Religious Activity and Transitions in Functional Health and Mortality among Middle Aged and Older Adults in Taiwan

Mira M. Hidajat, University of Utah
Zachary Zimmer, University of Utah
Baai-Shyun Hurng, Bureau of Health Promotion, Taiwan
Hui-Sheng Lin, Taiwan National Institute of Family Planning

Although the importance of religious activity on the health and mortality of older persons has been well-established in countries where Judeo-Christian traditions are predominant, little research has examined the nature of the relationship in Asian countries where Eastern religions such as Buddhism and Taoism are predominant. These religions have very different practices from Judeo-Christian religions, which is a central element to the religion-health/mortality relationship in the West. In this paper we examine the effects of private and public religious practice and affiliation on transitions in physical functioning and mortality among elderly Taiwanese using a nationally representative longitudinal dataset spanning an eight year period. Our preliminary analyses indicate that persons with higher frequencies of religious activities tend to have lower risks of dying and higher probability of recovery from functional problems. Nevertheless, this relationship depends on previous health status. Consistent with previous research, we find some mediating effect of social/demographic factors.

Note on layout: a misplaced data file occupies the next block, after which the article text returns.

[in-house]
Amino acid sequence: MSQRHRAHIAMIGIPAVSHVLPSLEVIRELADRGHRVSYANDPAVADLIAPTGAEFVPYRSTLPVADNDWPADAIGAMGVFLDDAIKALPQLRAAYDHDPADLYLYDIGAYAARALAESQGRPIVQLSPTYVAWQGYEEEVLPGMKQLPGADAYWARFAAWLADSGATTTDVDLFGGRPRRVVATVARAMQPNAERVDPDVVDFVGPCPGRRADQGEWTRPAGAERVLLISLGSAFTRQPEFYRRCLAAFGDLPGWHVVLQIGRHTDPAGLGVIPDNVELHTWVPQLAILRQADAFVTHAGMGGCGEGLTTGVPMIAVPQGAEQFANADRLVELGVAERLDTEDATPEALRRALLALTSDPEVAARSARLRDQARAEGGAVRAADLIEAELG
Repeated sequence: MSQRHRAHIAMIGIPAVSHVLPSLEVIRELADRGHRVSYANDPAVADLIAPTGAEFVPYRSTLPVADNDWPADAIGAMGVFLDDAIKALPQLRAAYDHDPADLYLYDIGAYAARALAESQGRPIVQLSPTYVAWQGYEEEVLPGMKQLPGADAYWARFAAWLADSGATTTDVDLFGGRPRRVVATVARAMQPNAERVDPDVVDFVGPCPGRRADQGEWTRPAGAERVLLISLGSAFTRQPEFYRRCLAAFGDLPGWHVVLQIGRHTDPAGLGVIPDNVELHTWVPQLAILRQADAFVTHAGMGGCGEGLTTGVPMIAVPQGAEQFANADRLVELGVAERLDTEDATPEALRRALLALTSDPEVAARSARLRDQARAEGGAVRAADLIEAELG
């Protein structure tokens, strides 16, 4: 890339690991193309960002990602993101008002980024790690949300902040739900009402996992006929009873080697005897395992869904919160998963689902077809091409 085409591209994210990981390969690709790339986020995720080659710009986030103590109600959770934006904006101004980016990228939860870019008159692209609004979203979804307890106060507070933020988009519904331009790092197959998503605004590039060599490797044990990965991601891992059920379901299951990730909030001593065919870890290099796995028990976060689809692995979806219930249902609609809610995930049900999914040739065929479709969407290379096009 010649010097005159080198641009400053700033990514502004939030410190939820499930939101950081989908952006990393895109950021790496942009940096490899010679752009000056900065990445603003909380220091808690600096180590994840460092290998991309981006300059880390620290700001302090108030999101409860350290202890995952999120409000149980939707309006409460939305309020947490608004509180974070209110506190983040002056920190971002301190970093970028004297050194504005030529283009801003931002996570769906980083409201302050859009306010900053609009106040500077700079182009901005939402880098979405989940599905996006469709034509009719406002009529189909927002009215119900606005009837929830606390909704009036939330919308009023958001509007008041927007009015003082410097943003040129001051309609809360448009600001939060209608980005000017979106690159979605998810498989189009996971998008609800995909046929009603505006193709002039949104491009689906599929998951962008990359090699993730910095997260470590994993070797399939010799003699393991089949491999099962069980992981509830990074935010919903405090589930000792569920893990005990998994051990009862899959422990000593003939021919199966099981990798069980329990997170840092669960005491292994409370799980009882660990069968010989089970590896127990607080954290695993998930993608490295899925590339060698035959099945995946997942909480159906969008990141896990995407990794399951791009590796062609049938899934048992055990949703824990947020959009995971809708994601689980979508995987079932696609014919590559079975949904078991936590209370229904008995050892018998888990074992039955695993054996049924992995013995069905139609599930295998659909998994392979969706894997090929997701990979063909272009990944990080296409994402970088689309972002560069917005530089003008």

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Presented in Poster Session 4